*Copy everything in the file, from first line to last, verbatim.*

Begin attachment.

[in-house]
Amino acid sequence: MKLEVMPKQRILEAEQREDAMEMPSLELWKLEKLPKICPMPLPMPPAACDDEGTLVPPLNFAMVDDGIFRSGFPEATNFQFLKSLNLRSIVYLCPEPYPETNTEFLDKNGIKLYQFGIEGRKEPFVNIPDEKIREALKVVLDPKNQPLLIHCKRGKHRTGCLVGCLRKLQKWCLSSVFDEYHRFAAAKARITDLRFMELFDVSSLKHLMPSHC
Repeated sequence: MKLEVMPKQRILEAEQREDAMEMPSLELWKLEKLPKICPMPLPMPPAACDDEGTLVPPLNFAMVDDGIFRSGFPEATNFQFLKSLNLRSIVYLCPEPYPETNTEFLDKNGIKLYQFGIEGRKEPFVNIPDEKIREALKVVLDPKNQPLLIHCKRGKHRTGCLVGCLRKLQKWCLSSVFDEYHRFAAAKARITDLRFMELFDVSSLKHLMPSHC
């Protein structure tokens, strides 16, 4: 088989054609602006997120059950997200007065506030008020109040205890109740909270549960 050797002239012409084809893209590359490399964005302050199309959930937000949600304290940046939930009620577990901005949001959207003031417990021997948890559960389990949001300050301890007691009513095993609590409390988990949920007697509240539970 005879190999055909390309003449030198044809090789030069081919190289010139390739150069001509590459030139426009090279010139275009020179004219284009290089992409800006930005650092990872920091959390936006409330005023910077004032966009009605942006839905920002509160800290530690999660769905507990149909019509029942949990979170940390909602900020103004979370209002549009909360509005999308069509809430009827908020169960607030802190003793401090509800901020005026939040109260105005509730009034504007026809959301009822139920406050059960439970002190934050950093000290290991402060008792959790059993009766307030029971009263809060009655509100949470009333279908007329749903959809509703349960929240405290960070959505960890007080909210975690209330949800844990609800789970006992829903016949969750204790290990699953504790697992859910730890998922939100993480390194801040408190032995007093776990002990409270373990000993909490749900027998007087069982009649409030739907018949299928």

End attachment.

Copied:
[in-house]
Amino acid sequence: MKLEVMPKQRILEAEQREDAMEMPSLELWKLEKLPKICPMPLPMPPAACDDEGTLVPPLNFAMVDDGIFRSGFPEATNFQFLKSLNLRSIVYLCPEPYPETNTEFLDKNGIKLYQFGIEGRKEPFVNIPDEKIREALKVVLDPKNQPLLIHCKRGKHRTGCLVGCLRKLQKWCLSSVFDEYHRFAAAKARITDLRFMELFDVSSLKHLMPSHC
Repeated sequence: MKLEVMPKQRILEAEQREDAMEMPSLELWKLEKLPKICPMPLPMPPAACDDEGTLVPPLNFAMVDDGIFRSGFPEATNFQFLKSLNLRSIVYLCPEPYPETNTEFLDKNGIKLYQFGIEGRKEPFVNIPDEKIREALKVVLDPKNQPLLIHCKRGKHRTGCLVGCLRKLQKWCLSSVFDEYHRFAAAKARITDLRFMELFDVSSLKHLMPSHC
């Protein structure tokens, strides 16, 4: 088989054609602006997120059950997200007065506030008020109040205890109740909270549960 050797002239012409084809893209590359490399964005302050199309959930937000949600304290940046939930009620577990901005949001959207003031417990021997948890559960389990949001300050301890007691009513095993609590409390988990949920007697509240539970 005879190999055909390309003449030198044809090789030069081919190289010139390739150069001509590459030139426009090279010139275009020179004219284009290089992409800006930005650092990872920091959390936006409330005023910077004032966009009605942006839905920002509160800290530690999660769905507990149909019509029942949990979170940390909602900020103004979370209002549009909360509005999308069509809430009827908020169960607030802190003793401090509800901020005026939040109260105005509730009034504007026809959301009822139920406050059960439970002190934050950093000290290991402060008792959790059993009766307030029971009263809060009655509100949470009333279908007329749903959809509703349960929240405290960070959505960890007080909210975690209330949800844990609800789970006992829903016949969750204790290990699953504790697992859910730890998922939100993480390194801040408190032995007093776990002990409270373990000993909490749900027998007087069982009649409030739907018949299928």